Kyoto or Osaka which is better? The experts weigh in
You’ve squeezed one last week’s leave from work and you’ve scored an amazing flight deal – but now you’ve only got time to see one city.
It’s the question on every time-poor travellers lips: Kyoto or Osaka which is better? We’ve asked a couple of experts to weigh in on this sumo-style showdown between two very different cities.
Kyoto: the elegant elder
The ancient capital of Japan before it was left behind by the expanding court, unable to fit in between its perfect circle of five mountains, Kyoto has remained a kind of time capsule containing everything that is intricate and beautiful about Japan.
Despite the estimated 50 million-plus tourists who descend upon its temples and shrines, forests, cobbled streets and even modern neighbourhoods, there are still quiet moments and flashes of pure tradition in every day spent here.
A geisha (or ‘geiko’ here in Kyoto) can still be found shuffling quickly through the alleyways of the Flower District (Gion) to a tea ceremony job or evening entertaining important corporate guests; in the post-sunrise languor of the day, it’s still entirely possible to have the pathways of the sacred Arashiyama bamboo forest entirely to yourself, the shafts of sunlight curling amongst the incense smoke from the Shinto shrines within it.
“Kyoto’s ability to preserve history and tradition whilst keeping it relevant is a constant source of fascination for me,” says Kyoto expert Alison Roberts-Brown, who works with Kyoto City Tourism. “It’s a place that beckons you to return again and again; there’s so many layers of history and culture which have never stopped evolving, there is always another layer to discover.”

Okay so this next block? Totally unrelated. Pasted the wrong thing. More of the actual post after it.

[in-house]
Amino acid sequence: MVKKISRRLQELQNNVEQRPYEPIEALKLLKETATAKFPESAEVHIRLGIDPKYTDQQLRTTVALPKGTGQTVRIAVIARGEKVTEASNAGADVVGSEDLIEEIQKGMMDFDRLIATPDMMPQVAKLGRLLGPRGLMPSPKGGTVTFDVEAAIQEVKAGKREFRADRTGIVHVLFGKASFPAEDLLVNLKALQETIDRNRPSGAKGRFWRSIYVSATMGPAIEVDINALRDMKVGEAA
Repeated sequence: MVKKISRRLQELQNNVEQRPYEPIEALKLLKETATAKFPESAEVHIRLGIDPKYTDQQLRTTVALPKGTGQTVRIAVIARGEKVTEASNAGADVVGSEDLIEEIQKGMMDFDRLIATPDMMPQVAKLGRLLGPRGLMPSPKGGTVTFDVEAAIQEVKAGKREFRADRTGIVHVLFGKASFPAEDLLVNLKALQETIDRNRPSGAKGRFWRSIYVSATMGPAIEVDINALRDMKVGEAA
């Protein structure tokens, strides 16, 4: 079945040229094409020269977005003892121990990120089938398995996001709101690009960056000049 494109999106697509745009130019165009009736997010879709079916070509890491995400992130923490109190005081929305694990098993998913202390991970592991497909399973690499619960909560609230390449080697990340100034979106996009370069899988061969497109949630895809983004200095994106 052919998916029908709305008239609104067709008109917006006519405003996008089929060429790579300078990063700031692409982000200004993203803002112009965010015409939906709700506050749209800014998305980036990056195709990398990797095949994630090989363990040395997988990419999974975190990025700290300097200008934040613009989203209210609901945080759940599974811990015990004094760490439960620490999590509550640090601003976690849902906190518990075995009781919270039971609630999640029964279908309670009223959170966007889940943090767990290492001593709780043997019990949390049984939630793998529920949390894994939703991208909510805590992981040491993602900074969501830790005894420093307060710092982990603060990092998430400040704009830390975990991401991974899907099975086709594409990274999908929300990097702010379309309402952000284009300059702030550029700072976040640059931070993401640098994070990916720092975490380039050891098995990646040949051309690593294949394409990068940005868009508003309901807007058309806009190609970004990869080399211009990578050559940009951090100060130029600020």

It’s impossible (and inadvisable) to visit Kyoto without giving over a few days to its enviable roster of temples and shrines, from the golden temple of Kinkaku-ji and the ultimate Insta-destination Shinto gates of Fushimi Inari Taisha, to the edifice that is Kiyomizu-dera temple, presiding over streets lined with perfectly presented souvenir shops that – mostly – keep things typically tasteful, Kyoto-style.
Even the sweet shops expect you to dress respectfully and, preferably, elegantly – especially those that predate most of the buildings around them. “The 17-generation-old Kyoto sweet company Toraya is good example,” says Alison. “One of Japan’s oldest confectionery businesses, they were supplying the Imperial family back in the 1700s, and the business now operates 70 odd shops and even one in Paris.
Their traditional confectionery is still exquisitely presented; I recommend saving an hour to sip tea and sample their wares at the location they have been operating since 1628, the Toraya Ichijo Shop and Cafe.”